CLIVE: Did the air cargo recovery stall in May?

The recovery of the air cargo market appeared to stall in May, the latest figures from CLIVE Data Services suggest.

The data provider’s figures show that air cargo demand dropped by 4% in May compared with the same month in 2019 (2019 is used for comparison purposes given last year’s volatile market).

CLIVE’s ‘dynamic loadfactor’ — based on weight and volume — for May stood at 69%, which is seven percentage points higher than in 2019, but is down two percentage points on April and four percentage points on March.

Airfreight rates, which peaked in early May, fell away towards the end of the month.

CLIVE questioned whether this could be the start of a market cool down, or whether external factors had an effect.

CLIVE Data Services managing director Niall van de Wouw said: “There were several (extended) public holidays in May which were not present in May 2019 (China, Russia and Eid al-Fitr at the end of the Ramadan) which will have impacted the monthly growth rate in a negative manner.

“By how much is hard to tell — so May 2021 is more complex to qualify than to quantity. The monthly data leaves us with a question mark that is likely to go unanswered until we see June’s level of demand.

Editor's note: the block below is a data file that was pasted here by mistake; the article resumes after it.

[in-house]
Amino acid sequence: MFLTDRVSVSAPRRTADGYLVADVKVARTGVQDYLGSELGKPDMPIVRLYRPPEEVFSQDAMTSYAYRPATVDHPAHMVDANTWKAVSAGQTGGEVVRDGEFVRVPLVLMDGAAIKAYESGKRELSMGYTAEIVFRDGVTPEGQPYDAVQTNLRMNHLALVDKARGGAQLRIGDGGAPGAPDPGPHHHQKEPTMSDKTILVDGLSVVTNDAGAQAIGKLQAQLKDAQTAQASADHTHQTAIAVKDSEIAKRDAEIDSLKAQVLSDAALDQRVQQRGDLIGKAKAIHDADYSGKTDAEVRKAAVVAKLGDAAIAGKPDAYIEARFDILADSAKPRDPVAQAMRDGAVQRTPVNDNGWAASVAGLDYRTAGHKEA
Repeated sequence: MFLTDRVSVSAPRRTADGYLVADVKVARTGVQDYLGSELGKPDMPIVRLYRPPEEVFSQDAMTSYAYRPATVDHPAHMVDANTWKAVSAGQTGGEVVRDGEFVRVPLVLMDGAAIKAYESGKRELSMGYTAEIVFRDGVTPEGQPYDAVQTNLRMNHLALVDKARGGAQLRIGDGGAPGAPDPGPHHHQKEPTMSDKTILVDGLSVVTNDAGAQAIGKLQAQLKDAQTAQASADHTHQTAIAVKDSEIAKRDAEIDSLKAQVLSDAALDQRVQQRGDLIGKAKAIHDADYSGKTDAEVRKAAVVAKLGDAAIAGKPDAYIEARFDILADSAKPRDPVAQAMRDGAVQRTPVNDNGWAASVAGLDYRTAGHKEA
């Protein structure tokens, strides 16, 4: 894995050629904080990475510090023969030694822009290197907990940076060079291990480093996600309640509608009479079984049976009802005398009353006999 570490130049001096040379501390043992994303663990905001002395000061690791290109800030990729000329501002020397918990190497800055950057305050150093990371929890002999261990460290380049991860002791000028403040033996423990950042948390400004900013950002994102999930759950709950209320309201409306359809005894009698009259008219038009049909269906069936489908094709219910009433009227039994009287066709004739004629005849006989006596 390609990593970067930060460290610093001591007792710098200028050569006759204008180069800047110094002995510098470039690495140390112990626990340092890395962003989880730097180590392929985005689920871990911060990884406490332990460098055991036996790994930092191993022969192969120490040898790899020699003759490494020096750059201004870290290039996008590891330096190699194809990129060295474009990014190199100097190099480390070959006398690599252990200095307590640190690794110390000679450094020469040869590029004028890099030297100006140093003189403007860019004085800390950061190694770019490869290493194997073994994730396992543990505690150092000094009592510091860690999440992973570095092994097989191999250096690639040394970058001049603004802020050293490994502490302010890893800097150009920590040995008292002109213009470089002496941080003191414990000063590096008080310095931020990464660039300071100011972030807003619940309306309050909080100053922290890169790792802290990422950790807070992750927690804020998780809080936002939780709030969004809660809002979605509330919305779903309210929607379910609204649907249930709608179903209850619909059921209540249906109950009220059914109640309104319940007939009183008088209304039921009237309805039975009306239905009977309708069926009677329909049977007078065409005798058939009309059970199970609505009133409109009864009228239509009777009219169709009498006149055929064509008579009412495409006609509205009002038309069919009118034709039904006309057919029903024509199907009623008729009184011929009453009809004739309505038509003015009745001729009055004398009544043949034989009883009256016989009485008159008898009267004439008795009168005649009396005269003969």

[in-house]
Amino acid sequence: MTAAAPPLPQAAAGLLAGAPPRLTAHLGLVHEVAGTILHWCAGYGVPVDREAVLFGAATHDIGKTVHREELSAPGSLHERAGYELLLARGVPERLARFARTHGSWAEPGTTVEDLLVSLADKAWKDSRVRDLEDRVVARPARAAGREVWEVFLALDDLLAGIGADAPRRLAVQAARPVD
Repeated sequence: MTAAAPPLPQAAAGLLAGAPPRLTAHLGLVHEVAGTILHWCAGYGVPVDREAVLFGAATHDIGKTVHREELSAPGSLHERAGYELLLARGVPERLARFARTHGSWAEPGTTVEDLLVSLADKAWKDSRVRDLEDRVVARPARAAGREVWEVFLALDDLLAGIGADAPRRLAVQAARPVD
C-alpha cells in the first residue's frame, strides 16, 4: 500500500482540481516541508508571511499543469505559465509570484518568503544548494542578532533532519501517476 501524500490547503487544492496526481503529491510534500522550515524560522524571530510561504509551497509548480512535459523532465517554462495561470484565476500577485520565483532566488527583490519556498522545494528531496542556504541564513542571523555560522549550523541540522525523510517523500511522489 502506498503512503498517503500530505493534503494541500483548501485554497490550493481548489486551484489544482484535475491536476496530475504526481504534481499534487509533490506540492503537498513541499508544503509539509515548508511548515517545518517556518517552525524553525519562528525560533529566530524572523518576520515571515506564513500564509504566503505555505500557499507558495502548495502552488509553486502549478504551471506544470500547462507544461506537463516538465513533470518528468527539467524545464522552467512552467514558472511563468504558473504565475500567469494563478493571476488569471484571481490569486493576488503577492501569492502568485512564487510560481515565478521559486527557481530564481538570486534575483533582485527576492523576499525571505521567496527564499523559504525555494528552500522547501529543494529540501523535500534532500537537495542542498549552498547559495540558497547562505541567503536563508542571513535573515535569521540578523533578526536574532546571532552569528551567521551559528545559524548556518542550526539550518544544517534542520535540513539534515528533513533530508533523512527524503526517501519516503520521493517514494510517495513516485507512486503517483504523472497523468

“There are signals in May’s data that may be a cause for concern — particularly the -9% decline in air cargo volumes ex Europe versus May 2019 — but it’s certainly far too soon to tell if we are seeing a structural change in the recovery of the last few quarters. Nonetheless, there are several indicators in May that the path of growth may be slowing.”

While rates weakened as the month progressed, they are still far above 2019 levels as a result of higher aircraft utilisation levels.

Gareth Sinclair of airfreight rate data provider TAC Index said: “Airfreight capacity is still scarce on many key trade lanes, so prices remain strong as economic activity picks up whilst passenger air capacity remains constrained due to restrictions on international travel.

“The BAI (Baltic Air Freight Indices) increased by 3% in May over April, but this is marked slowdown on the 17% growth seen in April-over-March.

“Pricing strength continues to be seen ex China and Hong Kong to the US and Europe and from Europe to the US with all three trade lanes seeing price increases in May over April, although prices peaked in early May and have fallen away in recent weeks.

“Even so, the airfreight market continues to be strong, particularly CN/HK to US, and is likely to continue for some time as demand in several markets continues to outstrip supply as eCommerce traffic increases and economic activity strengthens in many markets.”

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Damian Brett

Damian Brett
I have been writing about the freight and logistics industry since 2007 when I joined International Freighting Weekly to cover the shipping sector.After a stint in PR, I have gone on to work for Containerisation International and Lloyds List - where I was editor of container shipping - before joining Air Cargo News in 2015.Contact me on [email protected]